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While writing the following code I get problem at lines in It is in netbeans . Whether the array declaration is accepted . If accepted then why excepton of

      Exception in thread "main" java.lang.RuntimeException: Uncompilable source code generic array creation
            at mygenerics.Addition.<init>(MyGenerics.java:26)
at mygenerics.MyGenerics.main(MyGenerics.java:16)
    Java Result: 1

Program here

/*
* To change this template, choose Tools | Templates
* and open the template in the editor.
 */
package mygenerics;

/**
 *
 * @author SUMIT
 */

public class MyGenerics {

public static void main(String[] args)
{
    Addition<Integer> ints = new Addition<>(1,2,3);
    ints.sum();
    Addition<Double> dbls = new Addition<>(1.25,2.68,3.49);
    dbls.sum();
    System.out.println(ints.toString());
}

}
class Addition<T extends Number>
{
    **T arr[]=new T[10];**
public Addition(T... values)
{
   for(int j=0;j<values.length;j++)
   {
       int i=0;
       arr[i]=values[j];
       i++;
   }
   System.out.println(arr);
}
public <T extends Number> void sum()
{
    T sum;
    System.out.print(arr);
    for(int i = 0;i<arr.length;i++)
    {
      **sum = sum + this.arr[i];**
    }

}
}

I got Generics Array creation error

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marked as duplicate by Rohit Jain, Strelok, Luiggi Mendoza, Anony-Mousse, Sean Patrick Floyd Sep 3 '13 at 7:37

This question has been asked before and already has an answer. If those answers do not fully address your question, please ask a new question.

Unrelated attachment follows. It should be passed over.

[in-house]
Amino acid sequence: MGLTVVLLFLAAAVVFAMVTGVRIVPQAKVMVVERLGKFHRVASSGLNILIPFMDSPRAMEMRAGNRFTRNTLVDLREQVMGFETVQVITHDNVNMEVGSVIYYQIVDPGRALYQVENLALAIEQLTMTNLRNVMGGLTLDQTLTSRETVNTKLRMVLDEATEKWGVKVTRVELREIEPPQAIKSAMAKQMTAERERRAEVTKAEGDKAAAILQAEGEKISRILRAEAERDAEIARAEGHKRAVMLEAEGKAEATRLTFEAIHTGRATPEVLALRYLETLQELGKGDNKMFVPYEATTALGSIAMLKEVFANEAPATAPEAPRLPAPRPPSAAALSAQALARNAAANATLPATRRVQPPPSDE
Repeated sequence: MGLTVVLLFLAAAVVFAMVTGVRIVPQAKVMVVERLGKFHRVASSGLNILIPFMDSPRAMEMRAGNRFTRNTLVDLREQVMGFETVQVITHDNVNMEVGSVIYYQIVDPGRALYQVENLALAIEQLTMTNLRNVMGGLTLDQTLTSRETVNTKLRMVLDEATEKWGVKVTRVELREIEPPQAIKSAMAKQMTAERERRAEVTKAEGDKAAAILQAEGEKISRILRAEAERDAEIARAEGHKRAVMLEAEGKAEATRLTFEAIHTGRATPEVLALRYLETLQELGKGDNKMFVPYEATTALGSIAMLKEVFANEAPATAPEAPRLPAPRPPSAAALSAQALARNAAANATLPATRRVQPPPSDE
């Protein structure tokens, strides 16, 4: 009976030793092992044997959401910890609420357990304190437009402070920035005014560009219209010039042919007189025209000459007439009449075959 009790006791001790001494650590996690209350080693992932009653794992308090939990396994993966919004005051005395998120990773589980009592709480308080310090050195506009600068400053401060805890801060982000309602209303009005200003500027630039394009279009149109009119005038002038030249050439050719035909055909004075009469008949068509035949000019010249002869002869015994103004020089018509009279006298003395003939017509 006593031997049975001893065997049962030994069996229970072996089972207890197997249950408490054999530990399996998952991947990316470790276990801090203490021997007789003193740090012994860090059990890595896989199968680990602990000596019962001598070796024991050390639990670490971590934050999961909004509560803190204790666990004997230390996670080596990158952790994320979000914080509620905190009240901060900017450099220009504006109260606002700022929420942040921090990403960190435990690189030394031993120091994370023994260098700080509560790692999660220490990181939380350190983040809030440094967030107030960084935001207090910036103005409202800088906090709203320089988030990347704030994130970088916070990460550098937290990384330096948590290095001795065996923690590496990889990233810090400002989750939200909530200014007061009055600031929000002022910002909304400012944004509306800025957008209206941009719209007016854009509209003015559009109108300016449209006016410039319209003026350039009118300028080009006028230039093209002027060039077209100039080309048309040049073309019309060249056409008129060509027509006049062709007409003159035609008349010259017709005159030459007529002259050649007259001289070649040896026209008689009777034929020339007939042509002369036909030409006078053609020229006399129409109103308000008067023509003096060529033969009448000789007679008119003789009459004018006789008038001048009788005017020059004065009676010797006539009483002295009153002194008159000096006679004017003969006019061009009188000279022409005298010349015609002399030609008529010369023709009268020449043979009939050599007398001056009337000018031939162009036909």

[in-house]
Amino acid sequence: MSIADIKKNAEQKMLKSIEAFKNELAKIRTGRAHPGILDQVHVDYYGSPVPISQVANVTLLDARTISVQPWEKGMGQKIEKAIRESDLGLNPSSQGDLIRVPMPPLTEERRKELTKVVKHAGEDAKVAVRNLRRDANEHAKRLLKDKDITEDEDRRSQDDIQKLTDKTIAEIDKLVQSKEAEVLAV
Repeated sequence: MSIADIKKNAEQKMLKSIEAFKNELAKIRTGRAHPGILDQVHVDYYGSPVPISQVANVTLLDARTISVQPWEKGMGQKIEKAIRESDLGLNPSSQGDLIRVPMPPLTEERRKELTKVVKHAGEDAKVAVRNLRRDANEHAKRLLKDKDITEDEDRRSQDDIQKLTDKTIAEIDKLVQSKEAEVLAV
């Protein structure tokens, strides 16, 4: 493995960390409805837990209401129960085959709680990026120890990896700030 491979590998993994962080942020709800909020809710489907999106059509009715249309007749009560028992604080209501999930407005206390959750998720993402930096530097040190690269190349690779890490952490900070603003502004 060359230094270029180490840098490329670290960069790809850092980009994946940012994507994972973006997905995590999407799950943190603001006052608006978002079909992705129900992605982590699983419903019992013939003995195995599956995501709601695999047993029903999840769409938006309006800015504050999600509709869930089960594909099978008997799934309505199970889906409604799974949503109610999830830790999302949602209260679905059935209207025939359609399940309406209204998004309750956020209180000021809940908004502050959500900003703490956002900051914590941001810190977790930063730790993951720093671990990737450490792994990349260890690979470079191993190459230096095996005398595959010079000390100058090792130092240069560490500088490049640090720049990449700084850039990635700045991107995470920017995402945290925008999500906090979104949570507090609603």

Look at the first answer in the "Related" sidebar on the right –  Strelok Sep 3 '13 at 6:23
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2 Answers

TGeneric arrays cannot be created directly in Java, because Java must know the component type in runtime, but generics due to type erasure don't know their type at runtime

T[] genericArray = (T[]) new Object[];

Here is a better way:

// Use Array native method to create array of a type only known at run time
T[] genericArray  = (T[]) Array.newInstance(componentType,length);

The first method uses weak typing - no checking is performed on any of the objects passed as an argument. The second way uses strong typing - an exception will be thrown if you try to pass an argument of different class, but you must know the component type at runtime before creating the array

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That is not the proper way either. –  Rohit Jain Sep 3 '13 at 6:24
    
@RohitJain I think he wanted to show an example for wrong code? –  Fildor Sep 3 '13 at 6:25
    
Ok I fixed it . –  Svetlin Zarev Sep 3 '13 at 6:37
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The best (type safe) way of creating generic arrays in Java is:

    T[] result= (T[])Array.newInstance(ElementType.class,size);

Applied to your code, this would be:

    public Addition(Class<T> cls,T... values) {
        this.arr= (T[])Array.newInstance(cls,10);
        ...
    }

And then calls:

    Addition<Integer> ints= new Addition<>(Integer.class,1,2,3) ;
    Addition<Double> dbls= new Addition<>(Double.class,1.25,2.68,3.49) ;

The form:

    T[] result= (T[])new Object[size] ;

does not generally work.

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